How does relationship counselling help to save a marriage?
In a culture like ours where marriage knots are tied in heaven, separation and divorce are worse than nightmares. Many factors such as interpersonal differences, challenges of having to stay in a joint family, or simply incompatibility with each other can lead to marriage coming to an end.
When does one need relationship counselling ?
1. Partner alienation:
Any of the partners feeling alienated in the marriage indicates that there is no healthy communication happening in the couple. Communication is one of the most important stones of marriage and the lack of communication is a red flag of dysfunctional relationships.
2. Frequent arguments:
Arguments can be healthy. Arguments can help a couple grow. However frequent and intense arguments then take a turn when individuals turn into gaslighting their partner. These intense arguments, gaslighting can really destroy the health of the marriage.
3. Keeping Secrets:
Marriage is the relationship where transparency is demanded the most. When the secrets are kept, loyalty and trust are under a question mark.
4. Financial crisis:
When finances are a frequent topic of argument, the difference in opinion regarding the financial aspect of the family can lead to a devastating effect on couples.
5. Individual differences:
when a couple thinks that they have nothing in common . When they think they are too different from staying under one roof for the rest of their lives, this thought creates turbulence in the marriage.
Why do many of the conflicts are not resolved in marriage?
When we talk about resolving conflict , we also need to understand that there are many myths that force us to stay in conflict.
1. Romantic love lasts forever:
Imagining that things will be rosy, romantic, and picture-perfect most of the time will not help us accept that the nature of love, the nature of romance changes as time passes.
2. My partner should and will understand:
It's kind of taking your partner for granted or expecting him/her to perform the tasks that they are “expected to as per their role in the system” - any incongruence in this “expectation” is going to continue to contribute to conflict.
3. My partner (only) can make me feel worthy:
Being dependent on a partner for validation otherwise, gaslight lighting him/her
4. We will always be on the same side:
It is a kind of situation where we start to think that there will always be an alignment in thoughts and my partner would not have his/her own opinion
5. I will always be forgiven:
Taking your partner for granted in this and not considering that your actions might really hurt him/her.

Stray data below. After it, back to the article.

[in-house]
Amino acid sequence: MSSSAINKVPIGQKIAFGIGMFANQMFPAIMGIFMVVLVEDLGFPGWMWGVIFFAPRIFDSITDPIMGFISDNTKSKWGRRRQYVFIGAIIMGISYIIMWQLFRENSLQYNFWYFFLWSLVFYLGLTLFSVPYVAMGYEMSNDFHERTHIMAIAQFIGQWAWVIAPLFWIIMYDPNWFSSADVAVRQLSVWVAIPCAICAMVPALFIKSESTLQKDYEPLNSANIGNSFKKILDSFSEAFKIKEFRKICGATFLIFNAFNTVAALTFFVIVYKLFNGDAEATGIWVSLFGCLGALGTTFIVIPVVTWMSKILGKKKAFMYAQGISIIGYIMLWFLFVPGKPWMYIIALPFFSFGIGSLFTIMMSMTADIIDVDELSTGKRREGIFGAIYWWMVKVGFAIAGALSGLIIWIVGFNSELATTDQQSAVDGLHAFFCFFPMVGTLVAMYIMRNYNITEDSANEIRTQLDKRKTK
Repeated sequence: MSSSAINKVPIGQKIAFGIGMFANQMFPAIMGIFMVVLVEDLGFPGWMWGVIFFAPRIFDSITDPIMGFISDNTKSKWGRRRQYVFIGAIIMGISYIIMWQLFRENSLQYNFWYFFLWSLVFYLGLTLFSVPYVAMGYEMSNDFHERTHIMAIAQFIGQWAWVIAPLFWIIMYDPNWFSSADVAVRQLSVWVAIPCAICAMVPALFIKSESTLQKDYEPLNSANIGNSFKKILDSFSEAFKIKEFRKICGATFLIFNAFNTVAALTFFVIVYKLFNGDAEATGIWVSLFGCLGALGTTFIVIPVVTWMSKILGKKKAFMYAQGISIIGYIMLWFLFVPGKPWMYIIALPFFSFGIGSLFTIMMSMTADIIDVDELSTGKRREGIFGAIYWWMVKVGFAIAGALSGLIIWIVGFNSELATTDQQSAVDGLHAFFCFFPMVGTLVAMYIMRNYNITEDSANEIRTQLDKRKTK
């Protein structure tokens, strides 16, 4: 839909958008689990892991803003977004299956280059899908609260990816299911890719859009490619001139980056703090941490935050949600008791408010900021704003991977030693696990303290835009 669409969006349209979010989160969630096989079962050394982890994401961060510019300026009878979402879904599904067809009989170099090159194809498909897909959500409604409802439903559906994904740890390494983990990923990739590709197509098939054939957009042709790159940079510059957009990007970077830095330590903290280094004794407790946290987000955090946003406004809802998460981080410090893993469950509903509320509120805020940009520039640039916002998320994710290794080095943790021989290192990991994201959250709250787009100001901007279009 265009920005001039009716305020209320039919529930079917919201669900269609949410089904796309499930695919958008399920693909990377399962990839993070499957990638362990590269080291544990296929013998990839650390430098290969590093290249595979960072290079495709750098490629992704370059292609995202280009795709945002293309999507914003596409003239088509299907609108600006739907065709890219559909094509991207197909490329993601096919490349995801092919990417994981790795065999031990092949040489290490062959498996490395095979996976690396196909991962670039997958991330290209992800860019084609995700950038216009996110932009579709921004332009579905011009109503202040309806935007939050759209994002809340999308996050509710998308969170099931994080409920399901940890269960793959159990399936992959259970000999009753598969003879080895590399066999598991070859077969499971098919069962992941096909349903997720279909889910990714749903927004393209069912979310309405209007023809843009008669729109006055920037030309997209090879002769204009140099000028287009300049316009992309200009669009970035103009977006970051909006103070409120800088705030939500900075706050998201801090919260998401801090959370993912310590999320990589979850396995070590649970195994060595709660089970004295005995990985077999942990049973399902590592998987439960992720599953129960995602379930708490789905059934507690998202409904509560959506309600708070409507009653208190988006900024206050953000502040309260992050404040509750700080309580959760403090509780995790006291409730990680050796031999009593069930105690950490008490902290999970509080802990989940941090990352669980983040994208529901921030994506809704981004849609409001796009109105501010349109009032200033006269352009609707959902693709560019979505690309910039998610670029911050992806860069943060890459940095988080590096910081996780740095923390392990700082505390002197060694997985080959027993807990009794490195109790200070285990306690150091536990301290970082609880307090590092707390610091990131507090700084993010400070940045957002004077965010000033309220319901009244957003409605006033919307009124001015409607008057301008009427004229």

6. Approval is equal to love:
This is not the situation always. If you are getting approval from your partner that doesn’t mean that he/she is loving the same.
7. Nothing can stay forever:
“It will always be the same forever, " whereas change is the only constant in reality! When things change, those are not usually welcomed as a sign of growth or progress but we grieve about what has changed and keep ourselves in the loop of conflict.
It is also a fact that it’s all easy to read in theory but we are often clueless about how it can be achieved. A mental health professional can play an important role when you cannot figure it out all by yourself.
A Mental health professional or relationship Counsellor can help you to set a realistic, individual as well as mutually agreeable goal. The counsellor helps you to reflect on an individual's actions, gives an objective overview of their behaviours, and helps with coping strategies. A mental health professional doesn’t force partners to reconcile over conflicts but helps them reach their respective goals.
In relationship counselling, a therapist or marriage counsellor helps a couple to have an objective view of the conflict. The therapist helps the couple to identify the specific problem and treat it as the problem. In the course of the conflict, disagreements tend to take a generalised form hence objectifying them becomes very important.
Therapists help couples set ground rules and boundaries . With the help of the therapist, couples can set the goal for marriage and explore the potential solutions for the problems they have. The therapist not only helps the couple to work on the conflict as a team but also provides space for each partner individually to understand their concerns at an individual level. Sometimes each partner also goes through individual therapy to cope with emotionally uncomfortable situations.
Many times the problems in the marriage become so intense that individuals start considering the partner as the problem. Marriage counselling can help couples dissociate the problem from the partner, look at the problem objectively and accept the partner as a fallible individual.
It’s important to understand that a healthy functioning relationship is not one person’s job or responsibility. A relationship is a unit and both partners have to contribute to sailing through. Honesty and respect for each other and for the values we follow as an individual, supporting each other in challenging times, and achieving their goals help to nourish the chemistry of the relationship. A Couple’s Counsellor can surely help to navigate but it's ultimately the partners who need to row the boat.
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